PBOC welcomes Chinese bonds inclusion in FTSE Russell_china

Andrew Cummings
September 26, 2020

'Over the past 20 years, China's bond market has grown more than sixtyfold to almost $14 trillion'.

Since being added to the FTSE watch list for WGBI inclusion in 2018, Chinese authorities have implemented significant improvements to the fixed-income market infrastructure to expand access to worldwide investors, including improving secondary market bond liquidity, enhancing the foreign exchange market structure, and developing global settlement and custody processes, FTSE Russel said in a statement.

China's government bonds gained acceptance into one of the world's most coveted bond benchmarks, the FTSE Russell WGBI.

As a result, investors in numerous bond funds and fixed income exchange traded funds will automatically gain exposure to the Chinese bond market, the second largest such market in the world after the U.S.

Goldman Sachs estimates there is $2.5 trillion of global cash following the WGBI, and China's inclusion could drive some $140 billion into mainland bonds over the inclusion period.


The region's bank index hit a new record low, oil and gas stocks were down more than 6% for the week, and a sea of red on US futures markets meant September was set to be the worst month globally since March's maelstrom.

"Improving secondary market bond liquidity through further progress on the establishment of a Debt Management Office, an improved Auction Calendar that offers more re-opening of prior issues, a greater number of MGS available via repo, consolidation of bond issuances to increase the outstanding size per issuance and reducing the number of issuances and introducing MGS futures with physical delivery". "Subject to affirmation [by FTSE] in March 2021, global investors will be able to access the second largest bond market in the world through FTSE Russell's flagship WGBI".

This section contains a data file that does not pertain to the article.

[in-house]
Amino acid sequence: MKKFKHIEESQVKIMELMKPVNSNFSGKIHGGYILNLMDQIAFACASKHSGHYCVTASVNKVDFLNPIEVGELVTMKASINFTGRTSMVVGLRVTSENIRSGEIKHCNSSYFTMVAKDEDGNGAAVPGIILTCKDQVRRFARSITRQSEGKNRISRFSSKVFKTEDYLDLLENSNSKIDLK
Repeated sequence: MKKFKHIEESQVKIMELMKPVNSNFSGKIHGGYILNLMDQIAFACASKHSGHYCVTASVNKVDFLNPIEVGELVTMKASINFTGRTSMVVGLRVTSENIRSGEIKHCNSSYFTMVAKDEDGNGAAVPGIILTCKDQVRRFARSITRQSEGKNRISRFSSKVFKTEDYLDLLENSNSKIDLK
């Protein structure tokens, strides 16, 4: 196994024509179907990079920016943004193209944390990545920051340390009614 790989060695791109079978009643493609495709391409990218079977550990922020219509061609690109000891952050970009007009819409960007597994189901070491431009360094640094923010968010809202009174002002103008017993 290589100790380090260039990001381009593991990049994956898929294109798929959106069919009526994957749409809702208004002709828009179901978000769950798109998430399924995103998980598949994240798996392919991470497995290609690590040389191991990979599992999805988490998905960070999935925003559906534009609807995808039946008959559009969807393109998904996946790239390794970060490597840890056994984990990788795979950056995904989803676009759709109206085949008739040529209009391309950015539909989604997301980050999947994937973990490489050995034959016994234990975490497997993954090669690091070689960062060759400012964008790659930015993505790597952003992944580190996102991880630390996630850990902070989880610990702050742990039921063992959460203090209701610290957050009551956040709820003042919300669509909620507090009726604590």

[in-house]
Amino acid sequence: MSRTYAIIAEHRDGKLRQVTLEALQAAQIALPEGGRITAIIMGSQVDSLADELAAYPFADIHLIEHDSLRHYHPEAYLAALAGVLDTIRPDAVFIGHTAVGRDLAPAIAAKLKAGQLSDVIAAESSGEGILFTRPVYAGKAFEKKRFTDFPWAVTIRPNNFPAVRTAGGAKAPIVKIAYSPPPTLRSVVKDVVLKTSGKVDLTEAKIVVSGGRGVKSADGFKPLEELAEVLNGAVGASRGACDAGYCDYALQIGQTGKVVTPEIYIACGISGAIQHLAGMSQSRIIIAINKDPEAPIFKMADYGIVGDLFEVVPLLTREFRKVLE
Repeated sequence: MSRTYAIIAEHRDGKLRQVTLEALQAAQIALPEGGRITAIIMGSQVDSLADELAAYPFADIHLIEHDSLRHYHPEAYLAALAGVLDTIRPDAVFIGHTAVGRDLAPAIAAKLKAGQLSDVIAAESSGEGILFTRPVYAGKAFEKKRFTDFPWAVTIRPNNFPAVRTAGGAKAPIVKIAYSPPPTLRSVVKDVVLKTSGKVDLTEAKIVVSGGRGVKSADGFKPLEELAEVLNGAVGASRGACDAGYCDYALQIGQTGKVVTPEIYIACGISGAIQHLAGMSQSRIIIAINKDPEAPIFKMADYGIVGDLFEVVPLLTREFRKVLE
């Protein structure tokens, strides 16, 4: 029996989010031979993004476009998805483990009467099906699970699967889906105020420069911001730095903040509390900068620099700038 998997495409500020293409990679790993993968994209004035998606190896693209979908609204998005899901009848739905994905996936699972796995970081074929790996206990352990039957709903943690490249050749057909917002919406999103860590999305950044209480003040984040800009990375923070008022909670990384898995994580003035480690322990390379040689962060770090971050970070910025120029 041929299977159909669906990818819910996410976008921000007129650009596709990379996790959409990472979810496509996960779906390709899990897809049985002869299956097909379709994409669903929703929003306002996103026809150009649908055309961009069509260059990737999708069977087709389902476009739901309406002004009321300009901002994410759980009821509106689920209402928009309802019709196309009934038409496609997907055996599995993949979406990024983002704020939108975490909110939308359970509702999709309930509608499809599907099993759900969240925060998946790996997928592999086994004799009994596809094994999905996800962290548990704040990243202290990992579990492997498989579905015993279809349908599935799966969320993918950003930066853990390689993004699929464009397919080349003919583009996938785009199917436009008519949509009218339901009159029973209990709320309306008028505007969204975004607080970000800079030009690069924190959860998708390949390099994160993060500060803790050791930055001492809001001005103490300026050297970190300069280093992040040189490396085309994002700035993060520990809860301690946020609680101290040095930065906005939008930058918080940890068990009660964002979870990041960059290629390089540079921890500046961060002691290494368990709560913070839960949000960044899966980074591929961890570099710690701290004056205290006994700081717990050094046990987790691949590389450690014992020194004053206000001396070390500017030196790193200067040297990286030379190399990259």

FTSE Russell says it will consult with market participants and index users on the accessibility conditions for foreign investors in these markets and will consider their inclusion on the watch list for inclusion in the FTSE Emerging Market Government Bond Index (EMGBI).

Pan Gongsheng, deputy governor at the People's Bank of China, said worldwide investors held 2.8 trillion yuan ($410.12 billion) worth of Chinese bonds at the end of August. The market has continued to expand in depth and breadth and worldwide investments in the market have grown by 40% per annum over the last three years: as at the end of August 2020, global investors held 2.8 trillion yuan (US$351.48 billion) of Chinese bonds.

Wesley Yang, head of financial markets at Standard Chartered Bank China, said the inclusion announcement makes worldwide investors highly expectant about further opening-up of China's bond market, and Standard Chartered Bank China is willing to take part in it.


Xing Zhaopeng, an economist at Australia & New Zealand Banking Group Ltd., told Bloomberg that the inclusion represents a "new milestone".

Potential foreign inflows into Chinese federal government financial obligation.

Jason Pang of JP Morgan Asset Management said that while foreign ownership of CGBs had risen to around 9 per cent from 2 per cent in recent years, it was still well below the 15-30 per cent seen in other Asian markets.

High-yielding Chinese sovereign bonds are particularly attractive to investors since near-zero interest rates in Europe and the US provide their notes with very little return. (In contrast, the 10-Year U.S. Treasury has a yield of about 0.67%).

"I think this is another important landmark in China's. internationalization of their domestic financial markets", Ben Powell, BlackRock Investment Institute's chief investment strategist for Asia Pacific, told CNBC.


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